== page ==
Recap | Breaking Bad: ‘Fifty-One’

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Recap | <i>Breaking Bad</i>: ‘Fifty-One’

In “51,” the fourth episode this season, it’s Walter White’s birthday again. At the beginning of Season 1, Walt turned 50, and we know that at some point this season we’ll see him turn 52.

That it’s only been a year since his cancer diagnosis and his foray into the world of drugs is astounding, given how much Walt has evolved in such a short time. While he was once miserable, meek and depressed, he’s now boisterous and happy, brimming with bravado. Everything’s coming up Walt!

But when Skyler silently snaps during Walt’s small (much smaller than Walt would have liked) family birthday celebration, and slowly submerges herself in the swimming pool, fully clothed, Walt finally has to acknowledge Something Is Wrong With Skyler.

The dynamic between Walt and Skyler is interesting; they’ve seemed to have switched roles, in a way. Where Skyler was once assertive, she’s now passive and frightened of her husband. Walt, once the quiet one, now wears the pants.

And wear them he does. He actually threatens Skyler in this episode, rather than just hint at it: when Skyler finally plucks up the courage to tell Walt she plans to get the children out of the house, for their own protection, Walt makes it clear she will not take his kids away from him. “What are you gonna do about it?” he asks. What’s next, Walt, a bar of soap in a tube sock?

Finally, Skyler concedes there’s nothing she can do but wait. “Wait for what?” Walt asks. Skyler looks him in the eye and says, “For the cancer to return.” So congratulations, Walt, you are the big man on campus but your wife wishes you dead.

We open the episode with Walt symbolically becoming Heisenberg again, after putting on that hat and trading his middle-age mobile for a sleek import Chrysler 300, and defying Skyler by getting Walt Jr. that red and black Dodge Challenger. Again.

I’ve said it in every recap, and I’ll say it again: Walt’s ego will be his downfall, obviously. He’s living larger with each passing day and not being very cautious.

Because the fact is Walt and Skyler actually do own a legitimate, profitable business (the car wash), but that isn’t enough for Walt. He’s too power hungry to be anything but a king. He isn’t just a failed scientist who fell into teaching high school; he’s the big man now. He’s now everything he couldn’t be before.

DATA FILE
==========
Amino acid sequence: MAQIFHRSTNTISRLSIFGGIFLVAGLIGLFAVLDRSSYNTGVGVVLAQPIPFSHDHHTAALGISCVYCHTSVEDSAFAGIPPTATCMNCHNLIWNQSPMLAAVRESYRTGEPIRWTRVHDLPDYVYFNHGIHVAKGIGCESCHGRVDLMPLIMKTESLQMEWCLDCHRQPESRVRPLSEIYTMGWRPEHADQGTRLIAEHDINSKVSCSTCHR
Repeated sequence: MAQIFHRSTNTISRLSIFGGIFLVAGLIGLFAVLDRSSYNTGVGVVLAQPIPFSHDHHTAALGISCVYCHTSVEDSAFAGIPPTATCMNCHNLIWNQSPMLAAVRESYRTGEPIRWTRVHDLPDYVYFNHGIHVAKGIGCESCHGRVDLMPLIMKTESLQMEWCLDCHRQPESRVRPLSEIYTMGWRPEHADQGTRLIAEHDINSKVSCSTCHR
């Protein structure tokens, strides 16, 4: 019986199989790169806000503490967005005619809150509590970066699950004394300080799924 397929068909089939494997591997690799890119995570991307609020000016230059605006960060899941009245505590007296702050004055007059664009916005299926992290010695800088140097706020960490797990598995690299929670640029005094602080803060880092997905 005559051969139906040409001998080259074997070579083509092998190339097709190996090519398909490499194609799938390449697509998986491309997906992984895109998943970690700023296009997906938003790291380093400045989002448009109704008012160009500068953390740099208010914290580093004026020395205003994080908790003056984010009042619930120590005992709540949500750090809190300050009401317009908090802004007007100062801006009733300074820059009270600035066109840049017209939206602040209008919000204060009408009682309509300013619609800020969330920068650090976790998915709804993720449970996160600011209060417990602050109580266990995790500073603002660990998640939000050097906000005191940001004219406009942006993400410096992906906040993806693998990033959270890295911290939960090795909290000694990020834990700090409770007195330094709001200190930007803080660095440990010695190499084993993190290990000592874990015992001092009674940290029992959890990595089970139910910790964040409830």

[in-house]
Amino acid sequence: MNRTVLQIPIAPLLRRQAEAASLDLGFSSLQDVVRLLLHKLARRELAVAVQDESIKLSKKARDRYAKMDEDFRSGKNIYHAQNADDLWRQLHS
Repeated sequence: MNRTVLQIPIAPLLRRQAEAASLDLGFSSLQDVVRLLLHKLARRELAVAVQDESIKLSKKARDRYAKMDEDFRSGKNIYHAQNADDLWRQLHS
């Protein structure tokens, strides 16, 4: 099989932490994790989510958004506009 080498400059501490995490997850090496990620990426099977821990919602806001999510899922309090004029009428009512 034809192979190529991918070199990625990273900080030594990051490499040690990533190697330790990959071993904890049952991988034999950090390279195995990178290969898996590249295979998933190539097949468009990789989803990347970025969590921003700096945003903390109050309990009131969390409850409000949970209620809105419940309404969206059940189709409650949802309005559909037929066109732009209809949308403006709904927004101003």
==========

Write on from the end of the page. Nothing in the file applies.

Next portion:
Part of the new Walt is his apparent obliviousness to the damage he’s causing. And if he does notice, he just doesn’t care. When Skyler expresses a legitimate concern — “There’s blood on my hands, too” — Walt dismisses it. It’s just part of protecting the family, he says. It’s justified killing and drug-dealing, no big deal.

What might be a big deal, however, is the mess that Walt, Jesse and Mike are in with Gus Fring’s former associate at Madrigal Electromotive GmbH. Lydia, who’s so shaken by the investigation into Gus’ death that she wears two mismatched shoes, gets a visit at Madrigal from the DEA. Hank astutely notices her footwear mistake, and once again his senses are spot-on; he wants to look further into Lydia.

The DEA haul off the methylamine guy from Madrigal, which means Mike sends Jesse to get the stuff. But when Jesse arrives, Lydia notices a tracking device on the bottom of the barrel. Oops, no methylamine for you guys this time, or ever.

Mike has a hunch that Lydia planted the device in an effort to stop doing business with him, thereby removing herself from the drug operation. She’s clearly a basket case and wants nothing to do with all of this. If the DEA get its hands on her, she’ll undoubtedly spill the beans to save her own ass.

Mike, in his old-school heavy way, says he had a chance to kill Lydia but didn’t take it: “It’s what I get for being sexist.” He assures Jesse that Lydia “deserves to die as much as any man I’ve met” and that it’s time to take care of it once and for all.

Whether or not they kill Lydia, the methylamine must keep flowing. “Nothing stops this train,” Walt says. “Nothing.” And maybe nothing will stop the train that is Walter White, whether it stays on track or derails.